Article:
"The thing you have to keep in mind as we watch the Jeremy Lin phenomenon," Ronzone said, "is that we're not just talking about China. They're watching this closely and in huge numbers throughout Asia in South Korea where there's a great pro league, the KBL. But the impact in China will be phenomenal. Look, Yao Ming is 7-foot-5 and Lin is 6-foot-3. There are 300 million people regularly playing basketball in China alone; 200 million of them are guards. You have the talent and the billionaires to sustain and grow these leagues. I ran across more than 30 7-footers in China, from Mongolia to Beijing. I think in five to 10 years, now that they're just starting to really adopt weight training, we're going to see a real migration of Chinese players."
That's if China doesn't keep its players in its own leagues, a possibility that has to worry the NBA on some level.
Another scout with experience traveling through China said: "It might take a couple of decades. But as China develops rivalries, aspirations, youth facilities, developmental leagues and recognition of people like Yao Ming and Jeremy Lin, they'll start harvesting. China, [in] 20 years, will be like Yugoslavia in the 1990s. Yugoslavia embraced it in the 1970s and 1980s and developed Vlade Divac, Kukoc, Petrovic . By the time we got to the '90s, Yugoslavian coaches dominated the Euro leagues and FIBA Europe. If FIBA Asia starts to take on the look of Chinese basketball, look out. Their pro leagues are already starting to compete with other pro leagues around the world. We're on the cusp of an explosion of basketball in China."
All that said, when I asked Ronzone what place in the world impresses him the most right now in terms of sheer talent, especially if he projects long-term, he said: "Africa is coming. Trust me, there are 25 Serge Ibakas and Bismack Biyombos in Africa right now. OK, the infrastructure isn't there yet, and there's no real history of playing the game yet. But the best players are transitioning from what I call a soccer mentality. They're very athletic and they use their footwork when trying to come up with the answer, 'How do I get by him?' Think of Steve Nash and footwork. In America, our coaches put young players underneath the basket, and if the kid doesn't grow anymore, he still doesn't have the skill set of a smaller player. [Internationally], they teach everyone to play basketball outside first, so that all the kids regardless of size have certain skills."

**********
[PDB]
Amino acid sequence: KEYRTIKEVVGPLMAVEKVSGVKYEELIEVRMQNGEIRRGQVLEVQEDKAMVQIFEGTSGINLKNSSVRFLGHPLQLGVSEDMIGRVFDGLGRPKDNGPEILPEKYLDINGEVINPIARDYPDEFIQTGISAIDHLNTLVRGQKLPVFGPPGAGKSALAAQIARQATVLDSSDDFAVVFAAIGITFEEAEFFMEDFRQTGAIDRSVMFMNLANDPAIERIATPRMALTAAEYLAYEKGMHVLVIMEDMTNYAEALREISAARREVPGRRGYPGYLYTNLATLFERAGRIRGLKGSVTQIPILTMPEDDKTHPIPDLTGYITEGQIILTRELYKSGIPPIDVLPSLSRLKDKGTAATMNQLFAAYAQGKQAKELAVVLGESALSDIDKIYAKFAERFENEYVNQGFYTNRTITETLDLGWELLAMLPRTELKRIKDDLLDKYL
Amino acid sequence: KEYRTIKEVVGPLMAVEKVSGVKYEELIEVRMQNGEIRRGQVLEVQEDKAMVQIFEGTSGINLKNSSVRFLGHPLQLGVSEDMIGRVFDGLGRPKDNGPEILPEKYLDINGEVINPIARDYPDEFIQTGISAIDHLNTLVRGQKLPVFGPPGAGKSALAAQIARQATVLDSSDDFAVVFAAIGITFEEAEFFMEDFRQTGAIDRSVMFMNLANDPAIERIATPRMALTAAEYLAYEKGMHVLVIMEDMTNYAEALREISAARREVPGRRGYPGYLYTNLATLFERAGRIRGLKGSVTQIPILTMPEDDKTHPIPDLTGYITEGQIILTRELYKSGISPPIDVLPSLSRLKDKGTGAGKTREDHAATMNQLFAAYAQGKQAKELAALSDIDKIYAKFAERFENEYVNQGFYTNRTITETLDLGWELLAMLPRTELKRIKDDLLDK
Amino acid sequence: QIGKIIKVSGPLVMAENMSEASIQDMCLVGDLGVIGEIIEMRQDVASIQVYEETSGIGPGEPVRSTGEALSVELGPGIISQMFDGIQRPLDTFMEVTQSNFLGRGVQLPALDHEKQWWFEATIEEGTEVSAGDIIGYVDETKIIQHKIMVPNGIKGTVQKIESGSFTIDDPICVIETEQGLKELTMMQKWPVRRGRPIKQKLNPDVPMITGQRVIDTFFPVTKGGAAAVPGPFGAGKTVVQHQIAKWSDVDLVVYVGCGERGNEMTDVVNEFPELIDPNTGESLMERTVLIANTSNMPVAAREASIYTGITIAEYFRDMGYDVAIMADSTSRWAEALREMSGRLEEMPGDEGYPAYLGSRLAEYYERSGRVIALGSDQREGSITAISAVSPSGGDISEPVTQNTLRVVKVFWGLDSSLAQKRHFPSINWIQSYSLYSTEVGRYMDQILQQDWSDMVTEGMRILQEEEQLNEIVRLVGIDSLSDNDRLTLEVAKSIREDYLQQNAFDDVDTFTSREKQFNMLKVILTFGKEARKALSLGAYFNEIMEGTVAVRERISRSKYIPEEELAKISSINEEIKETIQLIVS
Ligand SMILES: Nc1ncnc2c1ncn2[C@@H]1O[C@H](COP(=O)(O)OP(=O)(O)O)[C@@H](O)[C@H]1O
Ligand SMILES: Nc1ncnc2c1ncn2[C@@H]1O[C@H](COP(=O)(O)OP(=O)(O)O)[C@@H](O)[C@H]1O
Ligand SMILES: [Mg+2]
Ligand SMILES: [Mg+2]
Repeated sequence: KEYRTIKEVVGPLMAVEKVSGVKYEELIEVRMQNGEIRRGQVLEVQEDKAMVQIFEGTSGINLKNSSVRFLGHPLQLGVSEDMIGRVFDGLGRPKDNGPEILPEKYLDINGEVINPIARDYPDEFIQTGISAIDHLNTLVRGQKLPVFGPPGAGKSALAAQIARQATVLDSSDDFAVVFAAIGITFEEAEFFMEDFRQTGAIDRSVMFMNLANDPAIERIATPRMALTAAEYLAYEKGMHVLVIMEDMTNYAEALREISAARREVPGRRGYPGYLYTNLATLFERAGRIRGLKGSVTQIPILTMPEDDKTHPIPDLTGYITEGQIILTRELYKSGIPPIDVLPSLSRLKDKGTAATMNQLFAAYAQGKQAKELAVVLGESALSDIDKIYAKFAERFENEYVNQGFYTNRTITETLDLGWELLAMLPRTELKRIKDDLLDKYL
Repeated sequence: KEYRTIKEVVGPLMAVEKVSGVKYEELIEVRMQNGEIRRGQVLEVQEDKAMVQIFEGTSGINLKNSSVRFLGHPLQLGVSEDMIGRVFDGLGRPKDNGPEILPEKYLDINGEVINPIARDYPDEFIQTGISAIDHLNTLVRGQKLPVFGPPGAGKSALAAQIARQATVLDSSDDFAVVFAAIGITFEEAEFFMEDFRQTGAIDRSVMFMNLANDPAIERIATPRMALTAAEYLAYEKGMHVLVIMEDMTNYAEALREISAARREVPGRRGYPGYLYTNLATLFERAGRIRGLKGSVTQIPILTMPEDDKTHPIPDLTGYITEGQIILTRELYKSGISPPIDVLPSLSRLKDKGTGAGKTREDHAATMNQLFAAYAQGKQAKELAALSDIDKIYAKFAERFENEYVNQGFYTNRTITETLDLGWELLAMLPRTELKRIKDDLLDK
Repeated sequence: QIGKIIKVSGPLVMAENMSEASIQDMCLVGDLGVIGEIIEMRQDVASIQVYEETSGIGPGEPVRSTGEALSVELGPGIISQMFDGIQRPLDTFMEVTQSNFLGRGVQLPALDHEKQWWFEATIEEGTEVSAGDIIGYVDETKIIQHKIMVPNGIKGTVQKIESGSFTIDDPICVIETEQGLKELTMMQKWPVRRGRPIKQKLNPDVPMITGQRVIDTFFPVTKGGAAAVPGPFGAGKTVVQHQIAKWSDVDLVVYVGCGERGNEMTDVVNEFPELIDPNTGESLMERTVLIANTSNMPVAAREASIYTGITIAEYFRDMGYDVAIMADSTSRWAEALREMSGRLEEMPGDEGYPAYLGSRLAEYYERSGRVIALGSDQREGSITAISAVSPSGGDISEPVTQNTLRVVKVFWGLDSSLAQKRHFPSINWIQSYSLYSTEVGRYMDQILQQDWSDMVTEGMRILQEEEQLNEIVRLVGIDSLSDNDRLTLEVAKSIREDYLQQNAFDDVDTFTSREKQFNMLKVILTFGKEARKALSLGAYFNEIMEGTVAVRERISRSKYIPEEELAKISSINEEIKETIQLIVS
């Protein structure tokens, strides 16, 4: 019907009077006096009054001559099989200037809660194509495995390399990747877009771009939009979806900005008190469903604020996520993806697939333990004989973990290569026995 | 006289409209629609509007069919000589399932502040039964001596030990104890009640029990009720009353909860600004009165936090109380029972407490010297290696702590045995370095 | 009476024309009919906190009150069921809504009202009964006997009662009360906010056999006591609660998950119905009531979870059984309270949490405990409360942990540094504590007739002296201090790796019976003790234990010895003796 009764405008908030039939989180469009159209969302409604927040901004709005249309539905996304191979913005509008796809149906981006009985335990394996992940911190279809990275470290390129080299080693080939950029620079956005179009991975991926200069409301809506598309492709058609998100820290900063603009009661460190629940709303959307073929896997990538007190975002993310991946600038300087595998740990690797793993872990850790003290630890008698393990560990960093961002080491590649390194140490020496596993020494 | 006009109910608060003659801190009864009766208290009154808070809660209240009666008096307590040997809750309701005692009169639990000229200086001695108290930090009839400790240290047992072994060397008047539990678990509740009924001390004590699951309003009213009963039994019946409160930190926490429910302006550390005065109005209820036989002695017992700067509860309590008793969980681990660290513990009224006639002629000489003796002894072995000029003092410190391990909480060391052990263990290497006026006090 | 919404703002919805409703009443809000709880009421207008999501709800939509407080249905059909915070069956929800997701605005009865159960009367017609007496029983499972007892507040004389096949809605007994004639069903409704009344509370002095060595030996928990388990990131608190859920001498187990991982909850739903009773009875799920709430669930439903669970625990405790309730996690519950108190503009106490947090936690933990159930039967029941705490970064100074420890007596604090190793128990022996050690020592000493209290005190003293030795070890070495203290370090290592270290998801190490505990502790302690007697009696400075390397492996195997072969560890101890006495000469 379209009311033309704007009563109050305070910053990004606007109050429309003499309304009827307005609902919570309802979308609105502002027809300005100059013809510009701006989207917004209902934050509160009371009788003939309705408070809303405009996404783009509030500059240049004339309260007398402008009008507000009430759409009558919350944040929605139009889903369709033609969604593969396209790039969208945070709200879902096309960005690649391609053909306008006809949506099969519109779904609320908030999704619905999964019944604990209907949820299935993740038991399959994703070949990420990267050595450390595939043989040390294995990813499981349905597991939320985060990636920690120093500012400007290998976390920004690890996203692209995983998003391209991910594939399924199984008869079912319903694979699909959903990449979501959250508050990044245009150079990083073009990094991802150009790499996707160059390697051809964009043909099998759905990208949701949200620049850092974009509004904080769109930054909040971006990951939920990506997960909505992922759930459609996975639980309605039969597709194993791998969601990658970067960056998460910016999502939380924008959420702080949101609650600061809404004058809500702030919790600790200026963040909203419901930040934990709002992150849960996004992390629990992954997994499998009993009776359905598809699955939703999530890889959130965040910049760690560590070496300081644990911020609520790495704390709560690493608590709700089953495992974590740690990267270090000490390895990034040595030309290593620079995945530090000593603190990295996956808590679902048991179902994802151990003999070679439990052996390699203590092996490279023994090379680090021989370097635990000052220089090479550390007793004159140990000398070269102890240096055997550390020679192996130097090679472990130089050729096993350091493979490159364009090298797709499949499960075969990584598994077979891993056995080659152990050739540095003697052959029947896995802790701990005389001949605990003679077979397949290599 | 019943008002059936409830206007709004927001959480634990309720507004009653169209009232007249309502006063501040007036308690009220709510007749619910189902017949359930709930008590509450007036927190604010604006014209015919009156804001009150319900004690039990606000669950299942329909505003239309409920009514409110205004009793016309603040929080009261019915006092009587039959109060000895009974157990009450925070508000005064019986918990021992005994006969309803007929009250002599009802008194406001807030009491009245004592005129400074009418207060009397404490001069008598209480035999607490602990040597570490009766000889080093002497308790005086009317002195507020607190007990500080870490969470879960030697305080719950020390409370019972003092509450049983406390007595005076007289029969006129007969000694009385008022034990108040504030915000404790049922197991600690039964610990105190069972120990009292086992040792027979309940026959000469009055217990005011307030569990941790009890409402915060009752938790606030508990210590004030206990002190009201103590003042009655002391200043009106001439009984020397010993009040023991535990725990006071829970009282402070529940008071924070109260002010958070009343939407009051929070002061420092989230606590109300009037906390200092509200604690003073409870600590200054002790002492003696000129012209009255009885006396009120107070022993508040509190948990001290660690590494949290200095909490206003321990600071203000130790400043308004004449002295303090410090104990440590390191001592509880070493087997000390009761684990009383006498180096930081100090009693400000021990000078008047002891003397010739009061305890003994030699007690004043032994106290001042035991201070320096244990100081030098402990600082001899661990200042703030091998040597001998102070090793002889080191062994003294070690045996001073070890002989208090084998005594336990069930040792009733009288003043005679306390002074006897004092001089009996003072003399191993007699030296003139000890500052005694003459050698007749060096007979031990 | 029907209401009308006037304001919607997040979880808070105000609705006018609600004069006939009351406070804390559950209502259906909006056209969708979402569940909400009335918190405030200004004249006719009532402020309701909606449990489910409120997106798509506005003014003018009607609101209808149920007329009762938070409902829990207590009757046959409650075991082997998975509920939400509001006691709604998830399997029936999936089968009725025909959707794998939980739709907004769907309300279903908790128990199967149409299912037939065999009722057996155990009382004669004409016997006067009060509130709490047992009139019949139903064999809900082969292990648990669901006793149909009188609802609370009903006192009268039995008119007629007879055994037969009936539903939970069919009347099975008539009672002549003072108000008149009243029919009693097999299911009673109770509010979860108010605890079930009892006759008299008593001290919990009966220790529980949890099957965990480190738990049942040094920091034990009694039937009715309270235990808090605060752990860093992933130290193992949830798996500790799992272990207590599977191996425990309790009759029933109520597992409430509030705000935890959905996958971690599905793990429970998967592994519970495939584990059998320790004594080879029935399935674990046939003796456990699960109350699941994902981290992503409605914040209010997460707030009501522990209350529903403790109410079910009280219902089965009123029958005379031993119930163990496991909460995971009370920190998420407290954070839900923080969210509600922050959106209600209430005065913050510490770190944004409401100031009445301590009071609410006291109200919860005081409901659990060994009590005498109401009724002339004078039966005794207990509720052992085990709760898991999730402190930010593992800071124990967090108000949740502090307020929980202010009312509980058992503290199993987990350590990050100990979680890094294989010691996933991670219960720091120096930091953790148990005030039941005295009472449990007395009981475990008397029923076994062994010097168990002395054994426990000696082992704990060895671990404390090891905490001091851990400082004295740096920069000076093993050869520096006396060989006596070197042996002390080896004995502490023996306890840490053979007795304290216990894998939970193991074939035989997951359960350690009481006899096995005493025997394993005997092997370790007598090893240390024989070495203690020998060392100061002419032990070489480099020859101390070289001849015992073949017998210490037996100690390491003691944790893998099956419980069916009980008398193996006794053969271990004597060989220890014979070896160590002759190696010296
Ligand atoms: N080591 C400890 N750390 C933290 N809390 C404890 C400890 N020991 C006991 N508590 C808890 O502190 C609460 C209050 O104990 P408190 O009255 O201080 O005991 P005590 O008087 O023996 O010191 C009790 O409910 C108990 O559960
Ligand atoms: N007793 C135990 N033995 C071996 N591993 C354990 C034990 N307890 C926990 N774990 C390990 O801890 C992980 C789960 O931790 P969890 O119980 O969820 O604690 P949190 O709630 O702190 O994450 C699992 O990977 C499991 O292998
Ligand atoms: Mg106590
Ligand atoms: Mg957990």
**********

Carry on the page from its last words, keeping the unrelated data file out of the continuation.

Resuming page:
Suddenly the world is watching an Asian-American excel in Madison Square Garden -- one who, so far, is being warmly embraced and not resented by the biggest stars in the league, the Kobe Bryants and Kevin Durants. It's a story that, from all indications, plays well in Cameroon, in Iran, in Tanzania, as well as in Norman, Okla., or Tuscaloosa, Ala.
There's an increasing shrinking of the world and a world culture that is developing, and basketball is tapping into it. The night he checked out Lin, one NBA scout wrote, "May be a really good NBA prospect because he has a definable position for which he has the requisite skill knows how to make others on the floor better already."
Now, he notes, "Anybody who bursts the stereotype changes the game."
He could have added "further impacts attitudes and the expansion of the game." Lin is the everyman who through perseverance made himself an NBA player, reminding people worldwide that nothing is unattainable. It is an extraordinary story, the personal part of which has been celebrated appropriately. But the global cultural impact the Lin phenomenon has had on the game of basketball won't be fully told or appreciated for quite a few years.
Michael Wilbon is a featured columnist for ESPN.com and ESPNChicago.com. He is the longtime co-host of "Pardon the Interruption" on ESPN and appears on the "NBA Sunday Countdown" pregame show on ABC in addition to ESPN. Over the course of three decades with The Washington Post, Wilbon earned a reputation as one of the nation's most respected sports journalists. You can email him here and follow him on Twitter @RealMikeWilbon.